Red Abalone (Haliotis rufescens Swainson 1822)
From: California Abalone by Keith W. Cox (Dept of Fish and Game, 1962)
“Distinguishing Characters: This is the largest of all abalones, reaching over 11 inches in diameter. Outside color of shell dull brick red. Surface sculpture lumpty, usually covered with vegetation, barnacles, or other marine growth making color and sculpture difficult to determine. Inside iridescent and highly polished with large, distinctive, prominent muscle sear having dark green markings. Muscle scar has leling fine lines.
These lines are continuous across the anterior end of the muscle scar. Outer lip of shell extends over inner nacreous surface typically forming a narrow red rim (giving species its name); rim may be green, brown, blue, orange or mottled. Holes slightly raised, tubular, oval, usually three to four open, although specimens with no holes and others with more than four have been found. Body and epipodium are smooth, usually black, although some have alternate “dark” and “light” vertical stripes. Edges of epipodium scalloped, with black tentacles extending beyond edge of shell. In some individuals upper edge of epipodium is white and project just beyond edge of shell.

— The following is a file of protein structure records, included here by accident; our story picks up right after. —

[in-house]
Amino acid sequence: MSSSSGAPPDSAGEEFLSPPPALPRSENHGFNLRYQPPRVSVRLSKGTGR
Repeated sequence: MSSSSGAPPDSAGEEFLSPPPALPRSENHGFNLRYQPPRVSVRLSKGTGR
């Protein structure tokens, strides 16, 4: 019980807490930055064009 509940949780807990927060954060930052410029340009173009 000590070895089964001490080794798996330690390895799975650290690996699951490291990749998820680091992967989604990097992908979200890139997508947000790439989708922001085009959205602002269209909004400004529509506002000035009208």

Distribution: Sunset Bay, Oregon to Turtle Bay, Baja California, and reported from the Farallons and all the Channel Islands. Over 800 wefre transplanted by the Department of Fish and Game in 1956 to Santa Catalina Island. In 1958, approximately 300 were transplanted to Washington where they were placed in the vicinity of the Strait of Juan de Fuca.
Habitat: Inhabits rock shores in certain areas along the coast from near high tide mark out to at least 540 feet, with maximum concentrations between 20 and 50 feet. In Northern California where it is not too plentiful, it is found near shore in shallower waters. It increases in abundance in central California and in the area from Cape San Martin to Morro Bay, the greatest numbers are found. South of Point Conception it is only occasionally found along the shoreline and then in deeper water. These abalones apparently require an active surf. Usually they are not found in sheltered bays but prefer locations where there is considerable wave action and water exchange such as along rocky headlands and promontories.”